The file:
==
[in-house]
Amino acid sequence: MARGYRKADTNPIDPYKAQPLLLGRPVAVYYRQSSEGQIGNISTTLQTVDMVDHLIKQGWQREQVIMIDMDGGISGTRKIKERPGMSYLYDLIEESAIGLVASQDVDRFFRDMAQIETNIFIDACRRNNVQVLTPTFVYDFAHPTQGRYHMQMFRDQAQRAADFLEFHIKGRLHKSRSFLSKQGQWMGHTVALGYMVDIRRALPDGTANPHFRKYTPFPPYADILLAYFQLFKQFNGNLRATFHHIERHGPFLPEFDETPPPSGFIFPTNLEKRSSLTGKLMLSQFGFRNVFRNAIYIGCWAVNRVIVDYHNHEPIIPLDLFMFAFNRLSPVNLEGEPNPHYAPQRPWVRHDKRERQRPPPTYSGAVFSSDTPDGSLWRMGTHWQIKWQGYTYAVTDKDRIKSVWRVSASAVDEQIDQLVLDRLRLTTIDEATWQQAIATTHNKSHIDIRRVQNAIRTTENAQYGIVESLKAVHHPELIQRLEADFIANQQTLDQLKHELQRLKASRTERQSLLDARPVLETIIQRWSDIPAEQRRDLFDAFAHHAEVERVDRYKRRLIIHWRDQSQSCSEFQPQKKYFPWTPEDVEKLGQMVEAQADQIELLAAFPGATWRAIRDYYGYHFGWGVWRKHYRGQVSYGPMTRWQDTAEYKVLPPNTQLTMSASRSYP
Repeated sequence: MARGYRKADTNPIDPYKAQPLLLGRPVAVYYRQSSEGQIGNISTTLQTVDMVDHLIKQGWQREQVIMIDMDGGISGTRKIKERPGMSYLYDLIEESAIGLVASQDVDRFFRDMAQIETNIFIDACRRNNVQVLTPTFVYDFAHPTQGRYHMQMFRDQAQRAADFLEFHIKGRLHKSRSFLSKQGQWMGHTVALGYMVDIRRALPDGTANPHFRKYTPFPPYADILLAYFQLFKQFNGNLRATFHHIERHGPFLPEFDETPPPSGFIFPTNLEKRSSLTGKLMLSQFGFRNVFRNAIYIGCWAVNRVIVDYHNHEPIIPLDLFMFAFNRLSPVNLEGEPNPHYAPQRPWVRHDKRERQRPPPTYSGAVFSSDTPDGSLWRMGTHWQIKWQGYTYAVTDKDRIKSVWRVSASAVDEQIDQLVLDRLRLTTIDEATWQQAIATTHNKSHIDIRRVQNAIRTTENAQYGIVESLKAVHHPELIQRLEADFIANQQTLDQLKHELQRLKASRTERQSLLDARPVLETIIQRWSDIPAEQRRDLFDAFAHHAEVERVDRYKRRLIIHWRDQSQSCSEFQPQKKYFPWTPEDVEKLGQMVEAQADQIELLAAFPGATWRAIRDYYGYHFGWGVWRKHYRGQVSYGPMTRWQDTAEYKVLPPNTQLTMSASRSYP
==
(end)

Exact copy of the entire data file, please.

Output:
[in-house]
Amino acid sequence: MARGYRKADTNPIDPYKAQPLLLGRPVAVYYRQSSEGQIGNISTTLQTVDMVDHLIKQGWQREQVIMIDMDGGISGTRKIKERPGMSYLYDLIEESAIGLVASQDVDRFFRDMAQIETNIFIDACRRNNVQVLTPTFVYDFAHPTQGRYHMQMFRDQAQRAADFLEFHIKGRLHKSRSFLSKQGQWMGHTVALGYMVDIRRALPDGTANPHFRKYTPFPPYADILLAYFQLFKQFNGNLRATFHHIERHGPFLPEFDETPPPSGFIFPTNLEKRSSLTGKLMLSQFGFRNVFRNAIYIGCWAVNRVIVDYHNHEPIIPLDLFMFAFNRLSPVNLEGEPNPHYAPQRPWVRHDKRERQRPPPTYSGAVFSSDTPDGSLWRMGTHWQIKWQGYTYAVTDKDRIKSVWRVSASAVDEQIDQLVLDRLRLTTIDEATWQQAIATTHNKSHIDIRRVQNAIRTTENAQYGIVESLKAVHHPELIQRLEADFIANQQTLDQLKHELQRLKASRTERQSLLDARPVLETIIQRWSDIPAEQRRDLFDAFAHHAEVERVDRYKRRLIIHWRDQSQSCSEFQPQKKYFPWTPEDVEKLGQMVEAQADQIELLAAFPGATWRAIRDYYGYHFGWGVWRKHYRGQVSYGPMTRWQDTAEYKVLPPNTQLTMSASRSYP
Repeated sequence: MARGYRKADTNPIDPYKAQPLLLGRPVAVYYRQSSEGQIGNISTTLQTVDMVDHLIKQGWQREQVIMIDMDGGISGTRKIKERPGMSYLYDLIEESAIGLVASQDVDRFFRDMAQIETNIFIDACRRNNVQVLTPTFVYDFAHPTQGRYHMQMFRDQAQRAADFLEFHIKGRLHKSRSFLSKQGQWMGHTVALGYMVDIRRALPDGTANPHFRKYTPFPPYADILLAYFQLFKQFNGNLRATFHHIERHGPFLPEFDETPPPSGFIFPTNLEKRSSLTGKLMLSQFGFRNVFRNAIYIGCWAVNRVIVDYHNHEPIIPLDLFMFAFNRLSPVNLEGEPNPHYAPQRPWVRHDKRERQRPPPTYSGAVFSSDTPDGSLWRMGTHWQIKWQGYTYAVTDKDRIKSVWRVSASAVDEQIDQLVLDRLRLTTIDEATWQQAIATTHNKSHIDIRRVQNAIRTTENAQYGIVESLKAVHHPELIQRLEADFIANQQTLDQLKHELQRLKASRTERQSLLDARPVLETIIQRWSDIPAEQRRDLFDAFAHHAEVERVDRYKRRLIIHWRDQSQSCSEFQPQKKYFPWTPEDVEKLGQMVEAQADQIELLAAFPGATWRAIRDYYGYHFGWGVWRKHYRGQVSYGPMTRWQDTAEYKVLPPNTQLTMSASRSYP